The importance of tests like Schutzhund is to identify breeding stock. "real" protection dogs, police dogs, SAR dogs, etc. are produced from dogs that have proven themselves through Schutzhund, KNPV, Ringsports and so forth.

These sports should be viewed as either sports just for fun, or else viewed as temperament tests and starting points for what you want to do with a dog afterwards.
Thank you. Do you have any videos of dogs doing real protection work? Is this what police dogs are trained to do? Who would require a real protection trained dog?
 

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Thank you. Do you have any videos of dogs doing real protection work? Is this what police dogs are trained to do? Who would require a real protection trained dog?
Sometimes it can be difficult to tell whether a dog believes in it's head that the work is "real", that is part of the reason real protection training is different from sports. The drills may not appear much different. You can witch a video of a dog being challenged, threatened and roughed up. If the dog looks good on video- is it because the dog knows the helper & scenario and is comfortable, or is it because the dog has the combination of genetic ability and training to take on the bad guy? "Real" protection trainers will work dogs in a huge variety of environments using things like hidden sleeves and muzzles to keep the dog focused on the person and not equipment.

Yes, in theory, Police Patrol dogs are trained in "real" protection work. In reality, the level of training a police dog receives is dependent on the department's mindset and the level of experience within any given PD.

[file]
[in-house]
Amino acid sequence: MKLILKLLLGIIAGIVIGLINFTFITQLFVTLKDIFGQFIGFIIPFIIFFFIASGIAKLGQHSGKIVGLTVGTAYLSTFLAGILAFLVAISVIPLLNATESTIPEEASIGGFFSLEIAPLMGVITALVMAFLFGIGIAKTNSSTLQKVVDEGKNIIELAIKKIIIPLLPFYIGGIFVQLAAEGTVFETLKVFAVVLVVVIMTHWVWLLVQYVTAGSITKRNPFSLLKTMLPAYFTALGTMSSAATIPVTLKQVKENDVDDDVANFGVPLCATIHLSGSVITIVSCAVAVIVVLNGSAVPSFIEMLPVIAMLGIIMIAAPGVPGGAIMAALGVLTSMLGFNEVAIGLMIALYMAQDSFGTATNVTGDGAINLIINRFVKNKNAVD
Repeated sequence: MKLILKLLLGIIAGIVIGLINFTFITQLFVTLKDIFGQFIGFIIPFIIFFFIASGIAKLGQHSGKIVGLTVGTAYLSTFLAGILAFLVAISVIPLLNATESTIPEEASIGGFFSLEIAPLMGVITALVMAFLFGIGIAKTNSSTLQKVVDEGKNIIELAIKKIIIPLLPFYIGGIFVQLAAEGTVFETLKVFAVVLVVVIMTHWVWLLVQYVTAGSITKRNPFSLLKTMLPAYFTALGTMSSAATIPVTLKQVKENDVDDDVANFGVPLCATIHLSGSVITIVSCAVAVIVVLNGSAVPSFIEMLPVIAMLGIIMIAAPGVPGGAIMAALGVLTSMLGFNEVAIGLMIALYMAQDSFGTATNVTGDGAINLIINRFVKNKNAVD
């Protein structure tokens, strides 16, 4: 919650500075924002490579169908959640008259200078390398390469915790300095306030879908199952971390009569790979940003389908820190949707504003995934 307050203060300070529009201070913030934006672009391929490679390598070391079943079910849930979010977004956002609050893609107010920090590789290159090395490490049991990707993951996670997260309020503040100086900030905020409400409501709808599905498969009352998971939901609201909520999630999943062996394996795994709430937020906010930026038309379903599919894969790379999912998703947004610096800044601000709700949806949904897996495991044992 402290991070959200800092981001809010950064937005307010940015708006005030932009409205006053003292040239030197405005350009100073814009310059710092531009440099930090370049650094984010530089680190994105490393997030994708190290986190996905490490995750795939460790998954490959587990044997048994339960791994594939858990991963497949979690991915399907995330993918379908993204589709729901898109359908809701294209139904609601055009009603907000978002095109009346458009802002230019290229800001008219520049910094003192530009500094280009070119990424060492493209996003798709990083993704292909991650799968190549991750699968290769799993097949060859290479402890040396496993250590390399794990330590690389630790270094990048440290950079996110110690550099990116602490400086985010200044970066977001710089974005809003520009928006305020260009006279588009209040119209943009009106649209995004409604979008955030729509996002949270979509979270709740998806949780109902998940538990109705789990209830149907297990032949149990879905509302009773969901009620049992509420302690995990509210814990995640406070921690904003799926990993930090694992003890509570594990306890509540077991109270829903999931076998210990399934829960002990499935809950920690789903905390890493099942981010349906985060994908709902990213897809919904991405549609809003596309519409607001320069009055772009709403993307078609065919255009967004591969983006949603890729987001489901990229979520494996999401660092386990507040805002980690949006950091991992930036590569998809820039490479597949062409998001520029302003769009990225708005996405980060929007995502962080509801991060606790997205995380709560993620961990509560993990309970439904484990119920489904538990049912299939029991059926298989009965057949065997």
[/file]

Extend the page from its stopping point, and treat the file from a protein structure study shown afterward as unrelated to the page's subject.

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Historically, I think there were many reasons for docking. Some people that docked their cart-pulling and working dogs could avoid a tax, since the dog wasn't a pet. Some were docked to keep the tail from interfering with their work or from getting broken.
As for cropping, I don't know what the reason was historically. Today it is for aesthetics, and pretending that it's for something else just weakens our argument.

I don't know much about protection trained dogs, I'm no help there.
 

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Ya, I'm just getting a little confused.

I know the origin of C/D was for hunting dogs, so they won't get chewed up by bears, lions, and whatnot.

For the Doberman, I read That Louis wanted the ears to be cropped for the increased range of hearing and improve the appearance.

Or is this all wrong?
I have an old book published in the 1920's by Schmidt, who was there in the beginnings of the breed in Europe. He said that ears were cropped because dogs ran loose in those days, and dog fights were common. Cropping the ear was a safety thing for dogs...less ear, less chance of it being ripped to shreds. Looking back with hindsight, there were no antibiotics at that time, so cropping ears also meant less ear, less chance of injury and subsequent infection.